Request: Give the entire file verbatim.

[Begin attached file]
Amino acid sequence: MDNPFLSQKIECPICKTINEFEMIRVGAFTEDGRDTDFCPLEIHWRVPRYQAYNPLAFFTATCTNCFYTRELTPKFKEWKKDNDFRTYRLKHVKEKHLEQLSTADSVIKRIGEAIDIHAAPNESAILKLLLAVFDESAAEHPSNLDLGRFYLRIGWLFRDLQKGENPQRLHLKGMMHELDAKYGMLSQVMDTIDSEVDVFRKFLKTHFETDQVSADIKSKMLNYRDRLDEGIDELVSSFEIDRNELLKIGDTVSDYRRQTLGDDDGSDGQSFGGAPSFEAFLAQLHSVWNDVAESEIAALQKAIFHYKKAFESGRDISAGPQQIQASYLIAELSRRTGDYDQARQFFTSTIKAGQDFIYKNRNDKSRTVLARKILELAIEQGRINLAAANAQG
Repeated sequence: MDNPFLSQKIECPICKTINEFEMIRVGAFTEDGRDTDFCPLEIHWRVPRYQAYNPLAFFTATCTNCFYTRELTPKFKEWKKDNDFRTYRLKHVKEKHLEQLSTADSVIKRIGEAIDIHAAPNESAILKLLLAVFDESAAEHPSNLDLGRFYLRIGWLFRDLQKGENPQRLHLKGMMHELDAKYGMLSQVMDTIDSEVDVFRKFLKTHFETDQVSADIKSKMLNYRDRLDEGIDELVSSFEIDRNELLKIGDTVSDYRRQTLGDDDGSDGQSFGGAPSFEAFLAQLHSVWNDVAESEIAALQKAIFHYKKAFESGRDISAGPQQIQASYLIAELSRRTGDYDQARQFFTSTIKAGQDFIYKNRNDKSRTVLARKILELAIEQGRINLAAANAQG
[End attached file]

Amino acid sequence: MDNPFLSQKIECPICKTINEFEMIRVGAFTEDGRDTDFCPLEIHWRVPRYQAYNPLAFFTATCTNCFYTRELTPKFKEWKKDNDFRTYRLKHVKEKHLEQLSTADSVIKRIGEAIDIHAAPNESAILKLLLAVFDESAAEHPSNLDLGRFYLRIGWLFRDLQKGENPQRLHLKGMMHELDAKYGMLSQVMDTIDSEVDVFRKFLKTHFETDQVSADIKSKMLNYRDRLDEGIDELVSSFEIDRNELLKIGDTVSDYRRQTLGDDDGSDGQSFGGAPSFEAFLAQLHSVWNDVAESEIAALQKAIFHYKKAFESGRDISAGPQQIQASYLIAELSRRTGDYDQARQFFTSTIKAGQDFIYKNRNDKSRTVLARKILELAIEQGRINLAAANAQG
Repeated sequence: MDNPFLSQKIECPICKTINEFEMIRVGAFTEDGRDTDFCPLEIHWRVPRYQAYNPLAFFTATCTNCFYTRELTPKFKEWKKDNDFRTYRLKHVKEKHLEQLSTADSVIKRIGEAIDIHAAPNESAILKLLLAVFDESAAEHPSNLDLGRFYLRIGWLFRDLQKGENPQRLHLKGMMHELDAKYGMLSQVMDTIDSEVDVFRKFLKTHFETDQVSADIKSKMLNYRDRLDEGIDELVSSFEIDRNELLKIGDTVSDYRRQTLGDDDGSDGQSFGGAPSFEAFLAQLHSVWNDVAESEIAALQKAIFHYKKAFESGRDISAGPQQIQASYLIAELSRRTGDYDQARQFFTSTIKAGQDFIYKNRNDKSRTVLARKILELAIEQGRINLAAANAQG